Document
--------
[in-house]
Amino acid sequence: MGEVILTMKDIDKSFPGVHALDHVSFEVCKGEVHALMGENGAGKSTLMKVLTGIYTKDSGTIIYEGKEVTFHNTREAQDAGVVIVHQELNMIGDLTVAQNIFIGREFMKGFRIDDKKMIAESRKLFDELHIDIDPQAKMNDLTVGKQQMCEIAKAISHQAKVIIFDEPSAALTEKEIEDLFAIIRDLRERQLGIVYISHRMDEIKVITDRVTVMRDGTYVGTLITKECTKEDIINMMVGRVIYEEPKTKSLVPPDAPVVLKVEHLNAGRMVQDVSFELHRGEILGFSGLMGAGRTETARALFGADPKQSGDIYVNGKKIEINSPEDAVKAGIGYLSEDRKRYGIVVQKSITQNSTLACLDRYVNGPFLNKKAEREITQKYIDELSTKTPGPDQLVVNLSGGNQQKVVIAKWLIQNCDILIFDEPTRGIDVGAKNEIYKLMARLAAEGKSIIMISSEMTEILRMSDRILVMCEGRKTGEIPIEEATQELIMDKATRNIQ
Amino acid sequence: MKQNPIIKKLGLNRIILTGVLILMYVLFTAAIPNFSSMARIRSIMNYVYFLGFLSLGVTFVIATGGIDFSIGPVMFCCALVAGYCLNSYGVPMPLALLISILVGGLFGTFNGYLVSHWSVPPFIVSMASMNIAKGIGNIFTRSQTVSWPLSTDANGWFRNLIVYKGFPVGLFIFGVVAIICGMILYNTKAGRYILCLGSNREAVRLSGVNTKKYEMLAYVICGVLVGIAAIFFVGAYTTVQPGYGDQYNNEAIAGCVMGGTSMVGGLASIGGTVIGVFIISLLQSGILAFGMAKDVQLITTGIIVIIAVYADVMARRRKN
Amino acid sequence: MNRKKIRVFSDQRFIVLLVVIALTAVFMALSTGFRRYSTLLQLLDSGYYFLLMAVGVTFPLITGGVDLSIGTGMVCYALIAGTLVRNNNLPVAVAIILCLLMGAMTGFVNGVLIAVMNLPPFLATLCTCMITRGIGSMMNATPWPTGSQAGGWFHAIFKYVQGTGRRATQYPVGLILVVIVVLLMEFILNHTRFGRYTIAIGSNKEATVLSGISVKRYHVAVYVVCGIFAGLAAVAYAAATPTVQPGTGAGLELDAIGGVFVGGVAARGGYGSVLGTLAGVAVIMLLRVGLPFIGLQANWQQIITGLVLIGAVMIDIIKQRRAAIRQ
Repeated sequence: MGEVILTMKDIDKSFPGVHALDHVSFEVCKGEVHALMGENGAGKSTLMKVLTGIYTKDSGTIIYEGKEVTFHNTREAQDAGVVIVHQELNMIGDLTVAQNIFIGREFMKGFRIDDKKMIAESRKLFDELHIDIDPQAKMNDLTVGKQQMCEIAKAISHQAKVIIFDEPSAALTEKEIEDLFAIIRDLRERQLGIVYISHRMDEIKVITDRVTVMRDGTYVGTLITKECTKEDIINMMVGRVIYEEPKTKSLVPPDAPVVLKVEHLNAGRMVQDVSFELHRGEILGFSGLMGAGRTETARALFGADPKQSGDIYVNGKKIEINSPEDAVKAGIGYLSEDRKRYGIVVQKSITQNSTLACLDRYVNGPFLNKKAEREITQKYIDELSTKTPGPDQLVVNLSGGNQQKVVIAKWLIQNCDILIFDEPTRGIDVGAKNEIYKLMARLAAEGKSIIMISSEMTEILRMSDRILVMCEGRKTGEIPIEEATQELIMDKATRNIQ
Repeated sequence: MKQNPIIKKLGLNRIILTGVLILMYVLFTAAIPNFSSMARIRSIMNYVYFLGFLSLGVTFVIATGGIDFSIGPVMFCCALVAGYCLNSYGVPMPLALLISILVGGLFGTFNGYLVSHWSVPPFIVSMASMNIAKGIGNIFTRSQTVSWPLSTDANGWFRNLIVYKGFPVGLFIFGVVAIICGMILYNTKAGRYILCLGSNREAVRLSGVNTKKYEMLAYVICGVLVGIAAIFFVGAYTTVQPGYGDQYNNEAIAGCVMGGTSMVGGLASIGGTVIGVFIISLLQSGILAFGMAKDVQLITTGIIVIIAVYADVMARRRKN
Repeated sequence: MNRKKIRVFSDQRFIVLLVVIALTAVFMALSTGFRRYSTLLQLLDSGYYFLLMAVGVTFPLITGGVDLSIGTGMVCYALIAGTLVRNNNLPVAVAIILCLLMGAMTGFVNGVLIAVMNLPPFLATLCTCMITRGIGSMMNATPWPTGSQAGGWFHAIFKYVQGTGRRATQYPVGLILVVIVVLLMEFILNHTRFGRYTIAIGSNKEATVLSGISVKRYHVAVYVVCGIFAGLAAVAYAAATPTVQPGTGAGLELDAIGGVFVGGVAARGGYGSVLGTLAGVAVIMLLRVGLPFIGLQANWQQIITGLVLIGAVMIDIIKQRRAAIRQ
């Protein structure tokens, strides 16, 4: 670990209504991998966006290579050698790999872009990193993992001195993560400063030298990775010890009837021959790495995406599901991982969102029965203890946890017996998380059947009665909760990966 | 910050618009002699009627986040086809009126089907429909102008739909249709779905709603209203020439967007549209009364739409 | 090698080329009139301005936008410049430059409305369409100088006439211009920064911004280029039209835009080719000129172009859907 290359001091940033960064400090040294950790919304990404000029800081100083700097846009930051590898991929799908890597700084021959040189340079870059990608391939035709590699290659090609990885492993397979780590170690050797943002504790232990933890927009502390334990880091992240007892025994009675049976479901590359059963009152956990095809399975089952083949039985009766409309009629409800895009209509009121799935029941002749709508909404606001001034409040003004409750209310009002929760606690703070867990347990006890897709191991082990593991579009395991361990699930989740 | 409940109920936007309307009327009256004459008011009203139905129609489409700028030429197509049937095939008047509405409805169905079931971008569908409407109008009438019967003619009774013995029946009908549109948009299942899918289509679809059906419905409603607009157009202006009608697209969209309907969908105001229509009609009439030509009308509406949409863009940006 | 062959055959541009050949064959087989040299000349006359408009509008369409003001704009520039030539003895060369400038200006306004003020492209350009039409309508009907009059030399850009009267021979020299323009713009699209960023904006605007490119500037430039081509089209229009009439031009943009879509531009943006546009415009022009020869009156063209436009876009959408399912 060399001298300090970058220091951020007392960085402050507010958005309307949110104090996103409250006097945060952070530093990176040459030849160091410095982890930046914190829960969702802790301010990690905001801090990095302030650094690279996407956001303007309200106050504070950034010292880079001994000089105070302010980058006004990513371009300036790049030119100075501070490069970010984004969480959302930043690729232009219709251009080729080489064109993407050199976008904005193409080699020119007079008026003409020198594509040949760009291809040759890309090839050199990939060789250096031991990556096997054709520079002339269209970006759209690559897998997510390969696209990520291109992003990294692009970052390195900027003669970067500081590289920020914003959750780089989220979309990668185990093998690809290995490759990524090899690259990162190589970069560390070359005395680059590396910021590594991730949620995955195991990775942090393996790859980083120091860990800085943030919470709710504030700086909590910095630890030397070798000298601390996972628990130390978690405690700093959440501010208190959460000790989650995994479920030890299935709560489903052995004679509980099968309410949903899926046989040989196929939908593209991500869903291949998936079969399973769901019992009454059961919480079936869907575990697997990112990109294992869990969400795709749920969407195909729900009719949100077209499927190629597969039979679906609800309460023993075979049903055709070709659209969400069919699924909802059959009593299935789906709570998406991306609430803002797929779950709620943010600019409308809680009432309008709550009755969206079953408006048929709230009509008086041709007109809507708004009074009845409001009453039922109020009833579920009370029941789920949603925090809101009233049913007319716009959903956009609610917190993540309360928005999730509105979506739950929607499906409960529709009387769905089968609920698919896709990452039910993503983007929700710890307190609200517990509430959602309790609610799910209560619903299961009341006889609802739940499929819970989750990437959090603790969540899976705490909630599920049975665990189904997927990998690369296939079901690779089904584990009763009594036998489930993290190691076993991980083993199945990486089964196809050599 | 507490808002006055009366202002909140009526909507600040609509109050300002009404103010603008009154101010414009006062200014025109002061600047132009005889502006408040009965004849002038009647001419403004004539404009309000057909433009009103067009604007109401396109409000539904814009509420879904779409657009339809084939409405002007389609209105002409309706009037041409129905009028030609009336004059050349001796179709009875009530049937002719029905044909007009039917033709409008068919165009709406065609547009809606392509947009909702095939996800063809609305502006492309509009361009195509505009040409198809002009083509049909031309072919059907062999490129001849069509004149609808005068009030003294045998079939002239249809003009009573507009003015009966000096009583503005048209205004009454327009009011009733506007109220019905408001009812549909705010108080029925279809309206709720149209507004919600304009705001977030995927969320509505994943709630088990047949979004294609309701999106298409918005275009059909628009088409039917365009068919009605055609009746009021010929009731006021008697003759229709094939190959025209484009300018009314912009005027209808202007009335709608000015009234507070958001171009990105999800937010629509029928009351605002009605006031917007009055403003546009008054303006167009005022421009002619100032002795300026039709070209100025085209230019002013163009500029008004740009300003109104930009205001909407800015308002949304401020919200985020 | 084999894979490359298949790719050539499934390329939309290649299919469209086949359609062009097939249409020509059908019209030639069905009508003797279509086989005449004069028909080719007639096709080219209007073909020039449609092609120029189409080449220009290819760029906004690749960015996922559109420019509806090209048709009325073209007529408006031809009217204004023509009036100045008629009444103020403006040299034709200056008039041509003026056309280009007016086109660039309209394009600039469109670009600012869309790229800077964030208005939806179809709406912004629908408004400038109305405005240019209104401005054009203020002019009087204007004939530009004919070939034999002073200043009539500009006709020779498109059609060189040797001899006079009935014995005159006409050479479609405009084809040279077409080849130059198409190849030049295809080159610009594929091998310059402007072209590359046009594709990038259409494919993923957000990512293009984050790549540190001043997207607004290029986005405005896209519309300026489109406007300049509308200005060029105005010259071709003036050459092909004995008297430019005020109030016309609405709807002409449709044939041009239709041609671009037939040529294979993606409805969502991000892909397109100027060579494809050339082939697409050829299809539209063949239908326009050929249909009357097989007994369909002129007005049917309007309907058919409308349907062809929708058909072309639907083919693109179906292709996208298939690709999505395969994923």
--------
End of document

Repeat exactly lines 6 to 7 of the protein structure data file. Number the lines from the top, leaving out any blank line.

Repeated sequence: MKQNPIIKKLGLNRIILTGVLILMYVLFTAAIPNFSSMARIRSIMNYVYFLGFLSLGVTFVIATGGIDFSIGPVMFCCALVAGYCLNSYGVPMPLALLISILVGGLFGTFNGYLVSHWSVPPFIVSMASMNIAKGIGNIFTRSQTVSWPLSTDANGWFRNLIVYKGFPVGLFIFGVVAIICGMILYNTKAGRYILCLGSNREAVRLSGVNTKKYEMLAYVICGVLVGIAAIFFVGAYTTVQPGYGDQYNNEAIAGCVMGGTSMVGGLASIGGTVIGVFIISLLQSGILAFGMAKDVQLITTGIIVIIAVYADVMARRRKN
Repeated sequence: MNRKKIRVFSDQRFIVLLVVIALTAVFMALSTGFRRYSTLLQLLDSGYYFLLMAVGVTFPLITGGVDLSIGTGMVCYALIAGTLVRNNNLPVAVAIILCLLMGAMTGFVNGVLIAVMNLPPFLATLCTCMITRGIGSMMNATPWPTGSQAGGWFHAIFKYVQGTGRRATQYPVGLILVVIVVLLMEFILNHTRFGRYTIAIGSNKEATVLSGISVKRYHVAVYVVCGIFAGLAAVAYAAATPTVQPGTGAGLELDAIGGVFVGGVAARGGYGSVLGTLAGVAVIMLLRVGLPFIGLQANWQQIITGLVLIGAVMIDIIKQRRAAIRQ